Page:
I have a lot of blue inks, and I thought that I'd have more than one very close match to it. I was surprised to discover than I didn't have a close match. The closest I had was Noodler's Texas Bluebonnet, and as you can see from the scan, not a very close match at all. When I first used the ink, it reminded me of Pelikan Edelstein Topaz, but Montblanc Diamond is a little less saturated and has a bit of gray in it. A really beautiful ink, and a unique color, at least in my collection.

Posted Image

Here is Montblanc Diamond on cheap copier paper. There's some feathering visible, but not too bad.

Posted Image

Here's the ink after a 15 second rinse. A mess, but still readable, and interesting that the outline of the script has a reddish tint to it.

Posted Image

Tech notes:

  • Paper is Clairefontaine Feuillets Mobiles french ruled 90g
  • Scanned with Epson V600 using VueScan 9 software; scanner calibrated with Kodak Q-60 target
  • No additional color correction performed; scan looks accurate on my monitor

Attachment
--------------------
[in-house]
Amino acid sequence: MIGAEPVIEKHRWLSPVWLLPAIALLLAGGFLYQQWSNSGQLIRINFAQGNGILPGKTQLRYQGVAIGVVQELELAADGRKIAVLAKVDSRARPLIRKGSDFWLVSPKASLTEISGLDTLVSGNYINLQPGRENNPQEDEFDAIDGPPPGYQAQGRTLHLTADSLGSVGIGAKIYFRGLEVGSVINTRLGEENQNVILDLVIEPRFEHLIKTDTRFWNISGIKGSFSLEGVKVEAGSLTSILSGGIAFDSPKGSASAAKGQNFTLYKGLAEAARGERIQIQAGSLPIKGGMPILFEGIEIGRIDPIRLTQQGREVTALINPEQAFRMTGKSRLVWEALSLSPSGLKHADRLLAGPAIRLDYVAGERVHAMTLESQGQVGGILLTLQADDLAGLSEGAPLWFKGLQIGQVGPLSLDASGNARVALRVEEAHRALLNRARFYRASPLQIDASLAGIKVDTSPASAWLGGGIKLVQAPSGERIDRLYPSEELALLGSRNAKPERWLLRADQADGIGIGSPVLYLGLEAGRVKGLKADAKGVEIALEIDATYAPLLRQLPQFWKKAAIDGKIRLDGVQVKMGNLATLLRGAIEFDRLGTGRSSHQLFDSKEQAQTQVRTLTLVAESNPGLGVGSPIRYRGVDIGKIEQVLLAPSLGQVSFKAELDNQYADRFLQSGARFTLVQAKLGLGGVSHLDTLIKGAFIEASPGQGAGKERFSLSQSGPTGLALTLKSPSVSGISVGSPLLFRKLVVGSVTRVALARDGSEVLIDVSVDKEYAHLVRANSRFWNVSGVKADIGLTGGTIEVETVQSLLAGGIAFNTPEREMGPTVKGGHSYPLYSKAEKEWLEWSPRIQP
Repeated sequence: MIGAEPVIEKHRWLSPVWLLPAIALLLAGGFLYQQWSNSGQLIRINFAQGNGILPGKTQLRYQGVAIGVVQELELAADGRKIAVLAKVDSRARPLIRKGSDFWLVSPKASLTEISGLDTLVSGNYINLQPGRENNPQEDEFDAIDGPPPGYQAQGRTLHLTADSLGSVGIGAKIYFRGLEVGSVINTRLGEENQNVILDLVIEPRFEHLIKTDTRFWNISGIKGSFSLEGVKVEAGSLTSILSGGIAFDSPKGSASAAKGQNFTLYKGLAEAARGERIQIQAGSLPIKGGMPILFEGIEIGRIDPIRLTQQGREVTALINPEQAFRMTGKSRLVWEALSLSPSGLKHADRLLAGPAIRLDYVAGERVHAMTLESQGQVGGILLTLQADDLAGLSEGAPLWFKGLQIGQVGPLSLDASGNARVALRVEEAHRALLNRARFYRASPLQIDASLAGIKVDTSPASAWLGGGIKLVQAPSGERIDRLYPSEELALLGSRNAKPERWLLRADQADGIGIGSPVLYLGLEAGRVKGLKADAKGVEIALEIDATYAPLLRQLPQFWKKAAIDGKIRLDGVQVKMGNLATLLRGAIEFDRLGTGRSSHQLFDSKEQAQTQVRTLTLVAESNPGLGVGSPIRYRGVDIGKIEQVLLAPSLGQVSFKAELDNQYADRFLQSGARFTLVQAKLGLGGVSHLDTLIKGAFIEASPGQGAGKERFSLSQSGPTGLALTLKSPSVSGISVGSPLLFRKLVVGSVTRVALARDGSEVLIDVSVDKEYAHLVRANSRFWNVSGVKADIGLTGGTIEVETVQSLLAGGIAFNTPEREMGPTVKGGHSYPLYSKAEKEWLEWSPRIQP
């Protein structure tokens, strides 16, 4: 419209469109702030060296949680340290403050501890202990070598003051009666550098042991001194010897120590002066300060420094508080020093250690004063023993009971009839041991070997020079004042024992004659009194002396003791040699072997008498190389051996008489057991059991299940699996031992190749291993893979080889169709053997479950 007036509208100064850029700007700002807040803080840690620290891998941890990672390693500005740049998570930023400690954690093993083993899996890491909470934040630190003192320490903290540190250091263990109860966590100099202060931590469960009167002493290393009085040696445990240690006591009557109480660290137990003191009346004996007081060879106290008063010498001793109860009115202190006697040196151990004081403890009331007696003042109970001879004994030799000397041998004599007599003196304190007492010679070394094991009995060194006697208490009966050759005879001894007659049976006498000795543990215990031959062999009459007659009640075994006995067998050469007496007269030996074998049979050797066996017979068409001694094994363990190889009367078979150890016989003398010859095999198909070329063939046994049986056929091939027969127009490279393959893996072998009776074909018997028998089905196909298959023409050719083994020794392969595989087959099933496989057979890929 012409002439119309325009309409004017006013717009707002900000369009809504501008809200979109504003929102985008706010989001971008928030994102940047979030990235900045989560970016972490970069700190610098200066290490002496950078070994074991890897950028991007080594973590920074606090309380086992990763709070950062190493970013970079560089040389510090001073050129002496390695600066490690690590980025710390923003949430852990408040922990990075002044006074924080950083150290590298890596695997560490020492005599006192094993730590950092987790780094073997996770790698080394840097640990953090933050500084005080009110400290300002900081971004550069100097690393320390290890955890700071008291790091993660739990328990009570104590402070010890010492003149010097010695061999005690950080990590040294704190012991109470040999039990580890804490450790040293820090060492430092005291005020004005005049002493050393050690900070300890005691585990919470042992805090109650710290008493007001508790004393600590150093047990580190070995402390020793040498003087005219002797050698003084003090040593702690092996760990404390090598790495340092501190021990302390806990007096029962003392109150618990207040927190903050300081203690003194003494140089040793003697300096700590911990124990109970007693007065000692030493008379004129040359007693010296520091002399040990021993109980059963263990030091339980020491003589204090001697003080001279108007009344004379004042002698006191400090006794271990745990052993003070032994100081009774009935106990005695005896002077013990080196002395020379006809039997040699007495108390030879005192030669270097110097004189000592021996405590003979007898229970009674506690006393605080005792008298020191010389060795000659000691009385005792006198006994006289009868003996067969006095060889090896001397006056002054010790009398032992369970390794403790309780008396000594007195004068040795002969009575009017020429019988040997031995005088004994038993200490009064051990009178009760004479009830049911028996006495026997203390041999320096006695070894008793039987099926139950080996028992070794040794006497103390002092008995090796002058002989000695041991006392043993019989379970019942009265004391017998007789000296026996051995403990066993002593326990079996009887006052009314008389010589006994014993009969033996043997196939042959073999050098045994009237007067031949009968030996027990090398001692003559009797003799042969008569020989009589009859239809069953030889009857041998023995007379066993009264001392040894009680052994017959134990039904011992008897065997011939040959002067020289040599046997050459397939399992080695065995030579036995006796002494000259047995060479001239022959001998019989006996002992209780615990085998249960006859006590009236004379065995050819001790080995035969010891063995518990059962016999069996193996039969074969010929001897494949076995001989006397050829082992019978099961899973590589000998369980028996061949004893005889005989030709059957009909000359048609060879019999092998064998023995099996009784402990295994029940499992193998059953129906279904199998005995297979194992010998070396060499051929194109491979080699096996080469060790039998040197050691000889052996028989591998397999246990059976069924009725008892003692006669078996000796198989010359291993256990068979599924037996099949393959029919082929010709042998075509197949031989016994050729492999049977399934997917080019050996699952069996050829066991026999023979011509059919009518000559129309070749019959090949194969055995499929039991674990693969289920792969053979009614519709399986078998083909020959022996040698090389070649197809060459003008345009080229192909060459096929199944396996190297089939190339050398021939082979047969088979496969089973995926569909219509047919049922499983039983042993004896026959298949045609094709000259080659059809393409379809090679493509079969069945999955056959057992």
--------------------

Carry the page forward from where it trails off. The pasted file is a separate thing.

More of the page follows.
Regards,

Joey

http://flexiblenib.com


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#2 Bigeddie

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Posted 18 July 2012 - 08:46

Hi Joey,

Another very good looking review :)

I have found it to be a unique colour in my collection as well. It doesn't seem to perform as well as some of the other MB inks, but well enough to be enjoyable.

Interesting effect from the water test, I didn't expect it to hold up at all.

-Ed
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#3 jandrese

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Posted 18 July 2012 - 09:03

Thanks for the review. Would like to see some chromatography on this one. At first I dismissed this ink, but now....maybe. Is it anything like Sailor Sky High?

#4 xspect

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Posted 18 July 2012 - 17:15

Great review

I dont fine it write dry